The first hurdle arises at the offer stage. An offer must be communicated for it to be valid. As most browse-wrap agreements are, the terms are usually in the form of a hyperlink which is located at the bottom of the website and the visitor may or may not be aware of it.

The second hurdle arises at the acceptance stage. The browse-wrap can be said to be analogous to a unilateral contract (defined as an exchange of an act for a promise) as it requires the conduct of the offeree to conclude the contract and that no communication is required for acceptance bearing in mind that the method of acceptance does not need to correspond with the method of offer such as seen in these agreements[27].

Although there are little to no authorities for it, one could look at the application of reward situations where the offeree accepts in ignorance of an offer when considering the direction browse-wrap agreements could move in. As seen in the case of R v Clarke[28], it was held that “unless condition performed on faith or in reliance upon offer, there was no acceptance and no contract between parties”. This view also goes in line with the underlying principle behind an agreement which is consensus ad idem. Without knowledge of the offer, there would be no meeting of the minds and it is arguable that no contract ought be formed.

In light of the above arguments, one has to note that the validity of an offer or acceptance in this type of agreement would depend on various circumstances. i.e. the courts would be unlikely to find a valid offer in the first place if the offer was designed in a way to slip the eyes of a visitors. To help resolve this situation, a possible solution would be to provide a directive to guide website owners, possibly stating requirements of how the agreement should be drafted and placed.

Internet: Pricing mistakes

Next, in considering whether one can enforce a pricing mistake for online agreements, one would first need to determine the validity of the contract (i.e. is there an offer and acceptance). An offline advertisement and display of goods is generally an invitation to treat as held in Partridge v Crittenden [29]and Fisher v Bells[30]. It is therefore arguable that these principles are also applicable to websites which has a similar structure of advertising. This would also support the notion of the limited stock argument by Professor Jill Poole where he is of the view that a prudent seller, would wish to retain his rights to contract and he would also not want to find himself contracting for more than what he can sell[31].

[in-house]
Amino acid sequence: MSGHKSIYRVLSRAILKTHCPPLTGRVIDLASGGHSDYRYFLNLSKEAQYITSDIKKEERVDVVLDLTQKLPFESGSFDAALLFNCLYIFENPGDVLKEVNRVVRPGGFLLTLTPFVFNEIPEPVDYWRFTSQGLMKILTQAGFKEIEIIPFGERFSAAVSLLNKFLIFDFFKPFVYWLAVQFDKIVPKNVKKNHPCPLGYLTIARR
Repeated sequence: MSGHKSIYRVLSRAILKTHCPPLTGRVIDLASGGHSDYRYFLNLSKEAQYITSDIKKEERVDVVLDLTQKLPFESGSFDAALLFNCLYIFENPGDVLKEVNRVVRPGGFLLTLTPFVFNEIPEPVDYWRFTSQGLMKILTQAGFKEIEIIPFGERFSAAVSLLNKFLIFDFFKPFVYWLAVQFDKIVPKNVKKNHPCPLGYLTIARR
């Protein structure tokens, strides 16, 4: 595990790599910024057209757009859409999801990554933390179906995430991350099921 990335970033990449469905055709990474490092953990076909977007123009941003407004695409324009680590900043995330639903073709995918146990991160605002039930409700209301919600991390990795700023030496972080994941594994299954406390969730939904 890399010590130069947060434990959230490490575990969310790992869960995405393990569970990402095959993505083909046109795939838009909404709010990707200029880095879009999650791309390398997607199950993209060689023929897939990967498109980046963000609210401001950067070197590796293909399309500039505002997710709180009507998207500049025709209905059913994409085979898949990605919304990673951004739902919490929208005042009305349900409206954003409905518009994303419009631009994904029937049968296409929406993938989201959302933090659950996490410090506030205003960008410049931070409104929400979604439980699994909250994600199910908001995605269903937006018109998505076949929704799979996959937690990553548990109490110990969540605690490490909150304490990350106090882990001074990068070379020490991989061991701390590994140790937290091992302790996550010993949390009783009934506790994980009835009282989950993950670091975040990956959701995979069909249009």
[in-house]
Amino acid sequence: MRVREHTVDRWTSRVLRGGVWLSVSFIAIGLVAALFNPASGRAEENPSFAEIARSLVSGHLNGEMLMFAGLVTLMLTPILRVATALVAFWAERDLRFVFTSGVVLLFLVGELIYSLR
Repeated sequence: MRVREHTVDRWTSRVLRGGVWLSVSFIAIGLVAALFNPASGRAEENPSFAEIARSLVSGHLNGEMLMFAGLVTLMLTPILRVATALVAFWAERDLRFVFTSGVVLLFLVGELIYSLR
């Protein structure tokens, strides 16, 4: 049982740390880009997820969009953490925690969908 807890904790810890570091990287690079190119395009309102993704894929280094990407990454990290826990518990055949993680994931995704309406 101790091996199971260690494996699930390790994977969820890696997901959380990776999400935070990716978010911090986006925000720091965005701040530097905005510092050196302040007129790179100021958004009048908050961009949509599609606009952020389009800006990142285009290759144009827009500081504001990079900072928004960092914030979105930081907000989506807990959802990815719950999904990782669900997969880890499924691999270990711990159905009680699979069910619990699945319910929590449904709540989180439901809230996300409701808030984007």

Furthermore, although not conclusive, Regulation 12 of the Electronic Commerce (EC Directive) Regulations 2002 also seems to suggests that a website shall be treated as an invitation to treat as it defines a customer’s order as one which “may be an offer”[32]. This position is also consistent with Article 11 of the UNCUECIC where it states that “a proposal to conclude a contract made through one or more electronic communications which is not addressed to one or more specific parties…is to be considered as an invitation to make offers.”[33]

Therefore, if a website is an invitation to treat, the contract in general would not be enforceable as the offer would come from the buyer which must be accepted by the seller. This should be read in light with Regulation 11(1)(a) of the EC Directive where it imposes a duty on sellers to “acknowledge receipt”[34]. And as argued above for emails, a seller may similarly find himself bound to fulfil the contract if he/she had carelessly worded the acknowledgement reply.

Professor Jill Poole argues that even when an offer is confirmed and payment is made, buyers may face legal hurdles if they had known that the seller “made a very clear mistake.”[35] He cited Hartog v Colin and Shields[36] and a Singaporean case of Chwee Kin Keong v Digilandmall.com Pte Ltd[37] where the High Courts in Singapore held that there was no binding contract if such a situation arises. Further, Professor Jill Poole suggests that “this leaves open the possibility that it is not ‘snapping up’ where the goods are priced incorrectly, but not noticeably so.”[38] His argument however, should be noted, lies in another area of contract law (mistake) where separate rules apply.

Get help with your essay today, from our professional law essay writers!

Qualified writers in the subject of law are ready and waiting to help you with your studies.

Get help with your essay today

from our professional essay writers!

Visit www.lawteacher.net to see how we can help you!

Although the traditional rules of an agreement apply to online transactions, it’s status is highly dependent on the terms written in it. As Professor Jill Poole highlights, a website may be deemed as an offer if the scenario is akin to the facts in Leftkowitz v Great Minneapolis Surplus store[39] where a TV was priced at £3 for the first ten customers. Similarly, if the website states a unilateral offer such as the above, one would likely find himself bound to fulfil the contract[40].

Is there a need for reform?

Seeing how the rules of offer and acceptance fits in rather well in terms mistaken pricing, it would seem that there is no urgent need for reform in this area. If at all, Regulation 11(1)(a) of the EC Directive[41] should be given a clearer direction so that sellers would not find themselves bound to contracts over carelessly drafted acknowledgement replies as they may not be legally trained nor have access to solicitors unlike bigger firms.